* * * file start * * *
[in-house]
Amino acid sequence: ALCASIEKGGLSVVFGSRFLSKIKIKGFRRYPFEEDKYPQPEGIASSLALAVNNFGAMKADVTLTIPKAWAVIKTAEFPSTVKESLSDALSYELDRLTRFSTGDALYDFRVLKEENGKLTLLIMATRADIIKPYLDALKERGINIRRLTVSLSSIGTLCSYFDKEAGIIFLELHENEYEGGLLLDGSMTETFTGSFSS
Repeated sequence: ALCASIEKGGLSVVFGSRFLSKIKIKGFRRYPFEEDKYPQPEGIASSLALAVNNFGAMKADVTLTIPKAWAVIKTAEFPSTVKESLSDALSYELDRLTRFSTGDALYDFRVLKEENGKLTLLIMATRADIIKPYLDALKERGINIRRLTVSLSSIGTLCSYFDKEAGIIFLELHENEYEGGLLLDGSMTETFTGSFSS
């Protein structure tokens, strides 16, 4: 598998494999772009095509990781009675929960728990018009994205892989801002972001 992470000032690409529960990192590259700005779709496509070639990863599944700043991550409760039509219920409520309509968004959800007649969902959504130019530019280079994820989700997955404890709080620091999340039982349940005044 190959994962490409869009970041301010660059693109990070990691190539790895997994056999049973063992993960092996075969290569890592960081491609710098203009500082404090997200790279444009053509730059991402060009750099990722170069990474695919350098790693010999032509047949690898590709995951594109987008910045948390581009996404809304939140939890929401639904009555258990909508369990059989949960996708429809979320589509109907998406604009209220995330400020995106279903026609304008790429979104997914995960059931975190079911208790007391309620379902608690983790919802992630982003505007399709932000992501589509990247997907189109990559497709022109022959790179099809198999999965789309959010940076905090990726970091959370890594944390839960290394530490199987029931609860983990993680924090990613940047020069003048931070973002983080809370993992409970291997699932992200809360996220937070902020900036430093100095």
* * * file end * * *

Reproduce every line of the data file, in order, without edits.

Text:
[in-house]
Amino acid sequence: ALCASIEKGGLSVVFGSRFLSKIKIKGFRRYPFEEDKYPQPEGIASSLALAVNNFGAMKADVTLTIPKAWAVIKTAEFPSTVKESLSDALSYELDRLTRFSTGDALYDFRVLKEENGKLTLLIMATRADIIKPYLDALKERGINIRRLTVSLSSIGTLCSYFDKEAGIIFLELHENEYEGGLLLDGSMTETFTGSFSS
Repeated sequence: ALCASIEKGGLSVVFGSRFLSKIKIKGFRRYPFEEDKYPQPEGIASSLALAVNNFGAMKADVTLTIPKAWAVIKTAEFPSTVKESLSDALSYELDRLTRFSTGDALYDFRVLKEENGKLTLLIMATRADIIKPYLDALKERGINIRRLTVSLSSIGTLCSYFDKEAGIIFLELHENEYEGGLLLDGSMTETFTGSFSS
């Protein structure tokens, strides 16, 4: 598998494999772009095509990781009675929960728990018009994205892989801002972001 992470000032690409529960990192590259700005779709496509070639990863599944700043991550409760039509219920409520309509968004959800007649969902959504130019530019280079994820989700997955404890709080620091999340039982349940005044 190959994962490409869009970041301010660059693109990070990691190539790895997994056999049973063992993960092996075969290569890592960081491609710098203009500082404090997200790279444009053509730059991402060009750099990722170069990474695919350098790693010999032509047949690898590709995951594109987008910045948390581009996404809304939140939890929401639904009555258990909508369990059989949960996708429809979320589509109907998406604009209220995330400020995106279903026609304008790429979104997914995960059931975190079911208790007391309620379902608690983790919802992630982003505007399709932000992501589509990247997907189109990559497709022109022959790179099809198999999965789309959010940076905090990726970091959370890594944390839960290394530490199987029931609860983990993680924090990613940047020069003048931070973002983080809370993992409970291997699932992200809360996220937070902020900036430093100095």